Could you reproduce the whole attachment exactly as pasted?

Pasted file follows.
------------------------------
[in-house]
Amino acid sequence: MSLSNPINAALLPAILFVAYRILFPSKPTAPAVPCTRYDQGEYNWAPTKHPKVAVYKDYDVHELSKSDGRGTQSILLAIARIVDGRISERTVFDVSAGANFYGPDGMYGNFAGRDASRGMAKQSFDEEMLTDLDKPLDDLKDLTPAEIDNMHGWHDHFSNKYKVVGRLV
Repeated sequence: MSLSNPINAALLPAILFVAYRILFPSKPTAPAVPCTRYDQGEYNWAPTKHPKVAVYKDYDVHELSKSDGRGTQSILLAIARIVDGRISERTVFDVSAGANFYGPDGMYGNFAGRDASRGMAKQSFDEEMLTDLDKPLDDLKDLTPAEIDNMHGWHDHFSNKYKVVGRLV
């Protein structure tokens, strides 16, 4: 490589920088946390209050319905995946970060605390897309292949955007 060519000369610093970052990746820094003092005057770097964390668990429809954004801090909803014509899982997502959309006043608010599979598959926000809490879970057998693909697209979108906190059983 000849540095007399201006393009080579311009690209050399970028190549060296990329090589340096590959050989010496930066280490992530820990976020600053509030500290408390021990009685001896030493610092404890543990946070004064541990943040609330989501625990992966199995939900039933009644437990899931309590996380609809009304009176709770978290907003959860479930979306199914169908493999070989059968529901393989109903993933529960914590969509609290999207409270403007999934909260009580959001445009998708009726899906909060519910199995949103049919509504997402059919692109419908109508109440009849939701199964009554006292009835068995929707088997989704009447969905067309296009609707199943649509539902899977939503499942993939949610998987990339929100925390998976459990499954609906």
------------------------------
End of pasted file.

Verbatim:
[in-house]
Amino acid sequence: MSLSNPINAALLPAILFVAYRILFPSKPTAPAVPCTRYDQGEYNWAPTKHPKVAVYKDYDVHELSKSDGRGTQSILLAIARIVDGRISERTVFDVSAGANFYGPDGMYGNFAGRDASRGMAKQSFDEEMLTDLDKPLDDLKDLTPAEIDNMHGWHDHFSNKYKVVGRLV
Repeated sequence: MSLSNPINAALLPAILFVAYRILFPSKPTAPAVPCTRYDQGEYNWAPTKHPKVAVYKDYDVHELSKSDGRGTQSILLAIARIVDGRISERTVFDVSAGANFYGPDGMYGNFAGRDASRGMAKQSFDEEMLTDLDKPLDDLKDLTPAEIDNMHGWHDHFSNKYKVVGRLV
């Protein structure tokens, strides 16, 4: 490589920088946390209050319905995946970060605390897309292949955007 060519000369610093970052990746820094003092005057770097964390668990429809954004801090909803014509899982997502959309006043608010599979598959926000809490879970057998693909697209979108906190059983 000849540095007399201006393009080579311009690209050399970028190549060296990329090589340096590959050989010496930066280490992530820990976020600053509030500290408390021990009685001896030493610092404890543990946070004064541990943040609330989501625990992966199995939900039933009644437990899931309590996380609809009304009176709770978290907003959860479930979306199914169908493999070989059968529901393989109903993933529960914590969509609290999207409270403007999934909260009580959001445009998708009726899906909060519910199995949103049919509504997402059919692109419908109508109440009849939701199964009554006292009835068995929707088997989704009447969905067309296009609707199943649509539902899977939503499942993939949610998987990339929100925390998976459990499954609906």